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ARS Home » Southeast Area » Auburn, Alabama » Aquatic Animal Health Research » Research » Publications at this Location » Publication #185267


item Lim, Chhorn
item Aksoy, Mediha
item Klesius, Phillip

Submitted to: Meeting Abstract
Publication Type: Abstract Only
Publication Acceptance Date: 9/4/2005
Publication Date: 3/1/2006
Citation: Lim, C.E., Aksoy, M., Klesius, P.H. 2006. Gossypol in aquaculture diets. Aquafeed Technical Workshop. VICTAM ASIA 2006. Bangkok, Thailand.

Interpretive Summary:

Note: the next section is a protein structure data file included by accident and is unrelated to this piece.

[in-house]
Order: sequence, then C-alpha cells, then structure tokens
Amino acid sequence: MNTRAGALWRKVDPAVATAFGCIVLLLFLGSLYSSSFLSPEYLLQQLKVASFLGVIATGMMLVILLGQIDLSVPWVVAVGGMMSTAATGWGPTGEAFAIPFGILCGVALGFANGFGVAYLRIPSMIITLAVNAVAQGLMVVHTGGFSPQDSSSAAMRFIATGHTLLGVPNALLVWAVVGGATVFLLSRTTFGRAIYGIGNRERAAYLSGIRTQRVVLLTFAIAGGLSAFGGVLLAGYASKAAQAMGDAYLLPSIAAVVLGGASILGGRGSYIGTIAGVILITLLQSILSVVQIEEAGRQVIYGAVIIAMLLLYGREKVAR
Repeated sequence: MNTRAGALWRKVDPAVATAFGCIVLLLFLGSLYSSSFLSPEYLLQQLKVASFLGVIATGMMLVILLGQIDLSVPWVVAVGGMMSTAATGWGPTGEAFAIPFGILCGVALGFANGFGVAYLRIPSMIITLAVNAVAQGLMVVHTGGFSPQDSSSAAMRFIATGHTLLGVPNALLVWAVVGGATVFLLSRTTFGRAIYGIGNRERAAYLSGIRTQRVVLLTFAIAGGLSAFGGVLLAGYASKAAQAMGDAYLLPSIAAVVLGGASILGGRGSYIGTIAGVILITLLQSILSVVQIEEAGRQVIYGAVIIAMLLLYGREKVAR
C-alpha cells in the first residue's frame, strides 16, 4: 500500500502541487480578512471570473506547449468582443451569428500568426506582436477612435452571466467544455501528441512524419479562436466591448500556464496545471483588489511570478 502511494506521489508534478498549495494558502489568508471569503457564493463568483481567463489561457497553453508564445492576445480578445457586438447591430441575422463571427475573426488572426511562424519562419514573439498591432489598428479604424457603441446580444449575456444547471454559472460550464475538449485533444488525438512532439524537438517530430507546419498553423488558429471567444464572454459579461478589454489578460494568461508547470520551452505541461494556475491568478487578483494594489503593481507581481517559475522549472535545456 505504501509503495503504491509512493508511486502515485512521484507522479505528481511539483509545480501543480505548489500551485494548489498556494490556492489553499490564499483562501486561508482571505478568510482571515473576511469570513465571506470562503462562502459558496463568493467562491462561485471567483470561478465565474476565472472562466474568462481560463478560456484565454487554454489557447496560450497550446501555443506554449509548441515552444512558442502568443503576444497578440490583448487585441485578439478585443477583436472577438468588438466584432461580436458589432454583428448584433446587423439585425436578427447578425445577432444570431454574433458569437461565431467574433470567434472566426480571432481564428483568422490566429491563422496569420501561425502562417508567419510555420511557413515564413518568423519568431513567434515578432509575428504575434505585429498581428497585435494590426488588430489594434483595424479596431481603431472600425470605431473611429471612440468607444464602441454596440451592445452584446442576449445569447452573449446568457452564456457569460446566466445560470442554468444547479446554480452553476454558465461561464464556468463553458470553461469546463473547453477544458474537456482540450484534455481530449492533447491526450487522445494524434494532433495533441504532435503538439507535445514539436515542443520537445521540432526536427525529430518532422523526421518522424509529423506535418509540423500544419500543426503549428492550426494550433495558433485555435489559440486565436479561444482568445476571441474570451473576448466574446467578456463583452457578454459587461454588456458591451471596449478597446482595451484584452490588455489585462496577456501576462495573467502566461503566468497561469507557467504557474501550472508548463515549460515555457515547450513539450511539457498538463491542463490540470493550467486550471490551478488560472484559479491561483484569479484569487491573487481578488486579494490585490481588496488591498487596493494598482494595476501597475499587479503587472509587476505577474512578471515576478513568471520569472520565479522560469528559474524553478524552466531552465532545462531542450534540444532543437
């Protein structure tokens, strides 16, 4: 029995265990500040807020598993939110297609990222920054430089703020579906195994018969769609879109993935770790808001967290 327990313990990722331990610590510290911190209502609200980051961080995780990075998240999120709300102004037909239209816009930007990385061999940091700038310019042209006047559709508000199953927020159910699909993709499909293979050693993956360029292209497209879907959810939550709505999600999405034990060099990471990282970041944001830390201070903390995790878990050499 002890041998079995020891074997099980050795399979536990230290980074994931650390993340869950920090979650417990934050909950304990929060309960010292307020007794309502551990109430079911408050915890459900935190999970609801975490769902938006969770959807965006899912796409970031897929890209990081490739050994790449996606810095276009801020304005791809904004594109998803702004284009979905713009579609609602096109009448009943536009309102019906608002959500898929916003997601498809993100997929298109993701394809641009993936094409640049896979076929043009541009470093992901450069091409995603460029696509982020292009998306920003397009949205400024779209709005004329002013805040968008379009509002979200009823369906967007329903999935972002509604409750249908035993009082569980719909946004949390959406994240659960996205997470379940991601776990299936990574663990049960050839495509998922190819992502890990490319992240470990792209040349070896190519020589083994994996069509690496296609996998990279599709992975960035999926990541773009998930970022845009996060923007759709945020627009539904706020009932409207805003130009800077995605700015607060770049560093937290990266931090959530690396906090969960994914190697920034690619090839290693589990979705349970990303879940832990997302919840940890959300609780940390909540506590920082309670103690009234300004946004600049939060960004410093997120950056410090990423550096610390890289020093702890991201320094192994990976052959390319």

Technical Abstract: Cottonseed meal ranks third in the word, after soybean meal and rapeseed/canola meal, in term of tonnage produced. Its cost on a per unit protein basis is lower than those of soybean meal and rapeseed/canola meal. Thus, replacement of more expensive protein ingredients by cottonseed meal would reduce feed cost. The amount of cottonseed meal that can be incorporated in aquaculture diets, however, is limited due to the presence of free gossypol, a naturally occurring polyphenolic pigment in the cotton plant. During processing of cottonseed into meal, some free gossypol is bound to lysine, rendering it unavailable to fish. Moreover, the presence of high levels of free gossypol in the diets causes adverse physiological effects on fish. However, the susceptibility of fish to gossypol varies widely among species and parameters evaluated. The growth of rainbow trout was not affected at a dietary free gossypol level of 290 mg/kg but histological changes in livers and kidneys were observed at 95 mg/kg. Tilapia can tolerate relatively high levels of dietary free gossypol. Gossypol from gossypol acetic acid at levels of 1600 and 1800 mg/kg had no adverse effect on the growth of Nile and blue tilapia, respectively. Levels of free gossypol affecting the growth of channel catfish range from 300 to 900 mg/kg. Free gossypol supplemented to practical diets is less toxic to channel catfish than that supplemented to purified diets. Gossypol accumulation in livers is linearly related to dietary gossypol levels. However, catfish fed diets containing natural free gossypol from glanded cottonseed meal accumulate higher levels than those fed diets containing gossypol from gossypol-acetic acid . Regardless of the source of gossypol, the (+)-gossypol isomer is predominantly retained in livers than the (-)- isomer. Because of its anti-microbial and anti-parasitic activities, free gossypol present in cottonseed meal has been suggested as the compound responsible for improving the resistance of channel catfish to Edwardsiella ictaluri infection. Recent studies at our laboratory, however, suggested that this compound may be of little benefit in improving the resistance of catfish against E. ictaluri because the levels found to improve some immune parameters and post-change survival were much higher than those reported to be toxic to catfish. An In vitro study shows that gossypol-acetic acid and (+)- and (-)- optical isomers have antibacterial effect against E. ictaluri but the action is bacteriostatic rather than bactericidal. Thus, compounds in cottonseed meal other that gossypol are responsible for enhancing the resistance of catfish to bacterial infection. Studies to identify these compounds and determine the mechanisms in which these compounds affect immune response and disease resistance in fish are needed.